The National Trust own four world heritage sites, are responsible for 775 miles of the UK coast line, gravity was discovered at one of their properties as was the first ever received radio transmission. They have the second largest membership base in the UK, have 60,000 volunteers working for them, own and run 61 pubs across the UK and serve over 4.5 million cups of tea each year.
It is also said that more people visit a National Trust property at the weekend in the UK than attend a football match – that’s quite a feat to be more popular than our national sport. So if you are one of those who isn’t currently gripped by the World Cup, you might be more interested in what the National Trust has on offer here in North Wales, after all, we are a land steeped in myth and legends. Here are our favorite National Trust Properties in North Wales…
Set on the North Coast in between the Snowdonia Mountains and the Menai Straits, this romantic 19c Castle is a real national treasure. It is famed for its art collection but there are other quirks of the place that really make it worth a visit.
The grand staircase which is carved stone to look like marble is truly breathtaking as are the state rooms, especially with the hand painted chinese wallpaper. The slate bed that was commissioned and installed for Queen Victoria’s visit is fascinating – more for the story of how they bought it in and secured the floors and ceilings due to the sheer weight of it.
There are also beautiful and diverse gardens at Penrhyn Castle along with a railway museum dedicated to the locomotives that were used is the Penrhyn Slate Quarry which is where the original fortune to build the castle was made.
This house of the former Marquess Of Anglesey has its original roots in the military. The family title was received for bravery at the Battle of Waterloo. As well as one of the best military uniform museums the country has to offer, you will see actual flags that were flown on the battle ground. However, it is the painting by Rex Whistler which is the real show stopper of this house. The largest painting in the UK, it is a canvas which takes up the entire wall of the dining room. It is particularly famous for how when looked at from different angles, you will see different things. It is certainly worth visiting just to experience the painting.
Whilst the house itself is not as ‘grand’ as some of the others, its history and stories of scandal and intrigue more than make up for it – fascinating stories of smuggling contraband through secret tunnels from the Menai Straits, the obligatory family member who squandered the family fortune and those that followed to build it up again. It is a relatively recent addition to the National Trust and that is apparent – you walk through rooms that feel lived in and you could imagine yourself sitting on the sofa!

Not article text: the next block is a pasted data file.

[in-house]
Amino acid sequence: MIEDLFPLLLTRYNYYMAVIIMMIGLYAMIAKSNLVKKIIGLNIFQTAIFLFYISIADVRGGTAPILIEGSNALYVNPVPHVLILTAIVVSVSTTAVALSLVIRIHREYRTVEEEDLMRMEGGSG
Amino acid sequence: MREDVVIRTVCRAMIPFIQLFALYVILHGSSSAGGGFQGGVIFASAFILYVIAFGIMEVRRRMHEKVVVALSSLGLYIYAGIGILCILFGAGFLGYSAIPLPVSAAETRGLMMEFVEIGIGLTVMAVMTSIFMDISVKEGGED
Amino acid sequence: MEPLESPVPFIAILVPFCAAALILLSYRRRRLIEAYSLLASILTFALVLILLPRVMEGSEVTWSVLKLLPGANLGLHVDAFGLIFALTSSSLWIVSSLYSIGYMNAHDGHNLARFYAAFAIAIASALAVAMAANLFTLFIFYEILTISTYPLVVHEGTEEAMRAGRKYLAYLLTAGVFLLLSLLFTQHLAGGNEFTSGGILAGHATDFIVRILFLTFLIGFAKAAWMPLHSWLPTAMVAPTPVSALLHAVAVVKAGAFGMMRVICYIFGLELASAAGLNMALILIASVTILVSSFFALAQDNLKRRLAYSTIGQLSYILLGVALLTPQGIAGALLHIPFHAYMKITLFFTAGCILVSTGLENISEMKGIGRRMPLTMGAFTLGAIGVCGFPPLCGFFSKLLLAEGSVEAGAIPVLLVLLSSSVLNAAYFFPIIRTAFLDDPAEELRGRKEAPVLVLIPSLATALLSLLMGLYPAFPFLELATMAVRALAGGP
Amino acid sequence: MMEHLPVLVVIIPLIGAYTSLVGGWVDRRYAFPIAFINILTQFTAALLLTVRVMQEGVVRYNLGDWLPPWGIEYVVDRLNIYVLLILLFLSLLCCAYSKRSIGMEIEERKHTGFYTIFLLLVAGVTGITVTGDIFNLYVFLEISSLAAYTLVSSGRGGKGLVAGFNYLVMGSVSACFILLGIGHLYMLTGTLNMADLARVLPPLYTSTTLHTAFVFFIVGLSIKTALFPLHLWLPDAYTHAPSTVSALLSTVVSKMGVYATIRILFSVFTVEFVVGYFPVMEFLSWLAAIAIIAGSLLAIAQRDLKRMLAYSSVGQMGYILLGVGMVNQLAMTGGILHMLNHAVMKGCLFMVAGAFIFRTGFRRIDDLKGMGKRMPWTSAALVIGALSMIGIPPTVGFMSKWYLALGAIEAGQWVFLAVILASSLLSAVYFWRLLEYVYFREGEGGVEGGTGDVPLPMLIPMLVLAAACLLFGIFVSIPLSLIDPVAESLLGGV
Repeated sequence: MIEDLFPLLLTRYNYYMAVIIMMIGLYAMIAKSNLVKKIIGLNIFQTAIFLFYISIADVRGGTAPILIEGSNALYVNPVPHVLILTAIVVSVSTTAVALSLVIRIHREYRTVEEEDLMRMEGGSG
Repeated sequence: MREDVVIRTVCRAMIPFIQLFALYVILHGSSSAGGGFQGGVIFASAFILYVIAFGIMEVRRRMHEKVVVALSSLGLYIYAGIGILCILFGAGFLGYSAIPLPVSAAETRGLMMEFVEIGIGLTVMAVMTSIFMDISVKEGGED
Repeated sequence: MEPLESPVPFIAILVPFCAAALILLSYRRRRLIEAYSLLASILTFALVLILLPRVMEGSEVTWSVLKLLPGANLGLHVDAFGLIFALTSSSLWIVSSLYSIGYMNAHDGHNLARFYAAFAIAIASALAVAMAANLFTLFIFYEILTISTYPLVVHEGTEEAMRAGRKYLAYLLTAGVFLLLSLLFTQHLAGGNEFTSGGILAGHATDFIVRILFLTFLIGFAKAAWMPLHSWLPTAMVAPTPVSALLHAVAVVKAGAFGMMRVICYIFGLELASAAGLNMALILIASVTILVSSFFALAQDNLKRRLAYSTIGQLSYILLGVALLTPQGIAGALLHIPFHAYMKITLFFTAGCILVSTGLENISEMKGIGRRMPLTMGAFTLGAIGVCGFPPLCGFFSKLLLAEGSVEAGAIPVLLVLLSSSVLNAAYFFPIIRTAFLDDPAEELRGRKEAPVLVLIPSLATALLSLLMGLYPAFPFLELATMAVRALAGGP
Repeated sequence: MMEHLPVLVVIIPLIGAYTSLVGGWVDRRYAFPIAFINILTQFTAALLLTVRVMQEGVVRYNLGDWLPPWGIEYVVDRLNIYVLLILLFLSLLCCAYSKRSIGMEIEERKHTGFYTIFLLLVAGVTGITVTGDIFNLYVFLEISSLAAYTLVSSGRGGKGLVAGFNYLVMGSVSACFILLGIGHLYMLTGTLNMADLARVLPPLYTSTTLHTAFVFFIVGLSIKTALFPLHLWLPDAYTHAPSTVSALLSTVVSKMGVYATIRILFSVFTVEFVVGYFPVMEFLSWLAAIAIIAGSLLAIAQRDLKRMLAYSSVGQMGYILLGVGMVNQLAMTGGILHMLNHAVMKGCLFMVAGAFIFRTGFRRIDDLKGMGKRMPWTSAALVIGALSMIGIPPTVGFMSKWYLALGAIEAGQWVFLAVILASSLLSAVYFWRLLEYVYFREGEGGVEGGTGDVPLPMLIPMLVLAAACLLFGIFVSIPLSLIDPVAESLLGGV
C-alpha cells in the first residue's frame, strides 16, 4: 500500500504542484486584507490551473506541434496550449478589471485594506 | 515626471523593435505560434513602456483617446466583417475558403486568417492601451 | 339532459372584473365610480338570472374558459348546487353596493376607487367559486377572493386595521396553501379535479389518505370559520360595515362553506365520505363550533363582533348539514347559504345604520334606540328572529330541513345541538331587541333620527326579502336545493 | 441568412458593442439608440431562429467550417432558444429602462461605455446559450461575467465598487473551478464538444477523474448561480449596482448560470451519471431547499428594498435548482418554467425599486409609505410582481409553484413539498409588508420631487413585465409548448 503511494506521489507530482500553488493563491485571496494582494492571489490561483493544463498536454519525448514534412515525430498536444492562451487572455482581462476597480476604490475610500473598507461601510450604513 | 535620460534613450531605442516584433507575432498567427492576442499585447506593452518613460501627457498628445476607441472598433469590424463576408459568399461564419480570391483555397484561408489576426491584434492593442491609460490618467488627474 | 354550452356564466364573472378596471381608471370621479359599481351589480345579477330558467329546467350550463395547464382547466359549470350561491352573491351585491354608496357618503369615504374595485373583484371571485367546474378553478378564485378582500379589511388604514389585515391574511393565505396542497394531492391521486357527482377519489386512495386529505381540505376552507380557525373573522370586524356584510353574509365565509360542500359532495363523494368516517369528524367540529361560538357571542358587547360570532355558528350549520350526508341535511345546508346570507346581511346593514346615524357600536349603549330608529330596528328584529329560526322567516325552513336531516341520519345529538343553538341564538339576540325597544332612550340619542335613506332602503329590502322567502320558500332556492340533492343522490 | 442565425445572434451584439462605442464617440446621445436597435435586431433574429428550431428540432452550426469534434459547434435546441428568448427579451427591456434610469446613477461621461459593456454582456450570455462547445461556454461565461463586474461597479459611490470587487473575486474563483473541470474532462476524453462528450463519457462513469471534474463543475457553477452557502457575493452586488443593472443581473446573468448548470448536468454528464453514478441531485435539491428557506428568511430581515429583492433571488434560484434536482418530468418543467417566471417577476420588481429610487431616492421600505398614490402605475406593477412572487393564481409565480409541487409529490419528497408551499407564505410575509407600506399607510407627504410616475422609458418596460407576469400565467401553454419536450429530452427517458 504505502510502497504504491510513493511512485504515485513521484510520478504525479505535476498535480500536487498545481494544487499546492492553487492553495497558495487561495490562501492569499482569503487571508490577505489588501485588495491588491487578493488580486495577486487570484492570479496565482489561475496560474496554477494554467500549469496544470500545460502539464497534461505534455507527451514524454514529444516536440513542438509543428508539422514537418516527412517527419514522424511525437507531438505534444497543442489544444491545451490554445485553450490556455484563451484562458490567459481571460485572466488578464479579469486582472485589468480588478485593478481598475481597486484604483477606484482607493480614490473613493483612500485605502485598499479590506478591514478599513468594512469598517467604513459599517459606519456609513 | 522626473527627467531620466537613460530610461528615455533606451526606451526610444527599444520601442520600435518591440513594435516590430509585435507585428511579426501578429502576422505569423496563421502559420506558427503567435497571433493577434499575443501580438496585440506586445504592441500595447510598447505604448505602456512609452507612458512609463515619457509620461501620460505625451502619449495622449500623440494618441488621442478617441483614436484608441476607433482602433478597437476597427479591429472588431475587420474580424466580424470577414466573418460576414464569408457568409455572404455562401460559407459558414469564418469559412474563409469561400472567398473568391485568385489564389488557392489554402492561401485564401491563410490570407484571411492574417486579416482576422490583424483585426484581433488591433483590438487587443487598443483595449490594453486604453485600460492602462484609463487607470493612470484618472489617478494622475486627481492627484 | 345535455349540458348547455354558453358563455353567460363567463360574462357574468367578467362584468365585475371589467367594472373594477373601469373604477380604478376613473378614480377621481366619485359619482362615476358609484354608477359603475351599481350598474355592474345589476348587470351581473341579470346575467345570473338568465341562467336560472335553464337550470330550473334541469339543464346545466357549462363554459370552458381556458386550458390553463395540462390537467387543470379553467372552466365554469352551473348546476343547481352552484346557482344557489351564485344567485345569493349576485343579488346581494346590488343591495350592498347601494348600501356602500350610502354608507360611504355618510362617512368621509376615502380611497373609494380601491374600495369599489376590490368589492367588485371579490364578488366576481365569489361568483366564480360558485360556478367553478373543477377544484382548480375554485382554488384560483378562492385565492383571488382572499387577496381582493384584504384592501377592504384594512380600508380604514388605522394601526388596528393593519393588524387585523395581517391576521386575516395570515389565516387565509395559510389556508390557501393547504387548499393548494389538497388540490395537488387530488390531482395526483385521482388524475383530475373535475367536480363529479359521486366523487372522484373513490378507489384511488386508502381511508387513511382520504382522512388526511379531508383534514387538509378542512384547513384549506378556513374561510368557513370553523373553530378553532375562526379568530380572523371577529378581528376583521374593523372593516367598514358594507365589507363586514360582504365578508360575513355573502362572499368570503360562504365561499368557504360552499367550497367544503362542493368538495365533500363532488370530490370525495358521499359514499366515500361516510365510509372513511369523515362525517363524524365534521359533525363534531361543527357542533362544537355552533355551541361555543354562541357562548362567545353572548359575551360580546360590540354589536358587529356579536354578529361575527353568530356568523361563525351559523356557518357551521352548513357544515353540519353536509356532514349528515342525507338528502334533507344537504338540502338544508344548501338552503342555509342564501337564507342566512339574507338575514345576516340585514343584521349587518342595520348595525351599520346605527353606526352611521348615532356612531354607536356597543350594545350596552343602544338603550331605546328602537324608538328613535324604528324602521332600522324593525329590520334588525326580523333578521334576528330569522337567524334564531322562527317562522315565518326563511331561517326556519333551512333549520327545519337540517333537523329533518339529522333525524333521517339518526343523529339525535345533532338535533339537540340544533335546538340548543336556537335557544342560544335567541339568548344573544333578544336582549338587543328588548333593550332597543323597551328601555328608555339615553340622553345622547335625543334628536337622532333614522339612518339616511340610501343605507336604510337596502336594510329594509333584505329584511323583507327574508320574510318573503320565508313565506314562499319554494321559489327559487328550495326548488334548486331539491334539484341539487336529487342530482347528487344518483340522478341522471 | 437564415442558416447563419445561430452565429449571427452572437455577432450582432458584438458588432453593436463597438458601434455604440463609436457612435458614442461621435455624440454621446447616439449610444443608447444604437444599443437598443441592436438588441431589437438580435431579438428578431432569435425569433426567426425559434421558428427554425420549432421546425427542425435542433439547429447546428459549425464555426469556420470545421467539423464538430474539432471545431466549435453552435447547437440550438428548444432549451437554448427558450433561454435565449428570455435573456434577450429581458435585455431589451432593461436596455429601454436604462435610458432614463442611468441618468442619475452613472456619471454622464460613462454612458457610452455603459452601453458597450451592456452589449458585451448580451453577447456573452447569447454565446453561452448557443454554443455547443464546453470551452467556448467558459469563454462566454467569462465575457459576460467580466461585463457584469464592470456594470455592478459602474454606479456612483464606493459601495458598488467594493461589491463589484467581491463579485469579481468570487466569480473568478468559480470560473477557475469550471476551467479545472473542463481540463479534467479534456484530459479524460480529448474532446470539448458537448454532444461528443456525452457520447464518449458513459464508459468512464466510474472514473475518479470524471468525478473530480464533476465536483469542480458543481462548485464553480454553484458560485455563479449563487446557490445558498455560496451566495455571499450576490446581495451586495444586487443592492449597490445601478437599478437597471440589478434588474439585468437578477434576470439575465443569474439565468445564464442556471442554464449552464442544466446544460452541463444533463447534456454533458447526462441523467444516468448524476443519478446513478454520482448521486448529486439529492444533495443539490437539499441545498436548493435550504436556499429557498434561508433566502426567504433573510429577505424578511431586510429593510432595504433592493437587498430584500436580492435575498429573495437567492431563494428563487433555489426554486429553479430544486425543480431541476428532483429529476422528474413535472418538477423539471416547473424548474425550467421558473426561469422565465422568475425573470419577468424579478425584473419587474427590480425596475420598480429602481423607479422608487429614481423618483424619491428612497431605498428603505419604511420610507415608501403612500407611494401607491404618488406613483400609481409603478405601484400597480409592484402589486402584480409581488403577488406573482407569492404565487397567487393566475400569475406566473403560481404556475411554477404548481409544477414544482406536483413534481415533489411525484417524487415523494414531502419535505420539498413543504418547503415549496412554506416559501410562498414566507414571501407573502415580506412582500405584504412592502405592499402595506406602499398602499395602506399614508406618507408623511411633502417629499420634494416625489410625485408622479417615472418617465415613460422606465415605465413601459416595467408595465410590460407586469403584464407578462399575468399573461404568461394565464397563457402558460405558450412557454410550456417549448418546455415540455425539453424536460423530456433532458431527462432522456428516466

This 17c Manor House dates back to the Tudor times with its family being descendants of the King of Powys. After years of family sagas and disputes, it was left to ruin until 1939 when the Keating sisters from Nottingham and London bought it and restored the house and its gardens to their former glory.
Three unmarried, well travelled sisters came with their widowed mother to Rhiw and whilst restoring the house also campaigned for the conservation of the local area. The house is as they left it and it is a real travel back into time – pieces from around the world, including Japan and beautiful clothes from their younger days on the London social circuit. The garden is the only organic garden owned by the National Trust and overlooks Hells Mouth and the Snowdonia Mountains beyond. There is a tearoom at the house. Rhiw is also home to a waterfall that falls onto the beach – beautiful and for more information, follow this link: Hidden Coves On The Llyn Peninsula.
Bodant Gardens are the first gardens to be taken on by the National Trust. 150 years old, these gardens are filled with exotic and rare species from all around the world. The Victorian Industrialist, Henry Porchin bought Bodnant Hall in 1874 as a place for he and his wife to retire. With strong associations with the plant explorers at the time, the gardens were landscaped to display specimen plants that were being returned from these visits to the Americas, China and Japan.
The gardens are split into two predominant sections. The upper garden is where you will find the terraces, informal lawns and pools – the world famous 55m long Laburnum arch is here (f you want to see this in all its glory, June is the time to visit). The Dell is where you will see many of the Asian plants including the Rhododendrons, Japanese Azaleas and the 100 year old conifers.
There is a great craft village and food shop on the site as well as a cafe that offers teas, coffees and lunches.
This is an old fishing village based in Nefyn on the Llyn Peninsula. It’s probably most famous for its local pub; The Ty Coch Inn. The Ty Coch has made it into the top 10 beach bars in the world and has had famous faces like Demi Moore and David Cameron grace its oustide walls!
Porthdinllaen itself is a sheltered bay and so great for enjoying sports like SUP, kayaking etc. There is an information centre so you can learn more about the rich history it has as a key shipping port from Ireland in its hey day. There is also a world class golf course you have to go through in order to get the beach and so if you want to combine the two, this makes for a perfect day out. For more information on the golf course, please click here: Where To Play Golf In North Wales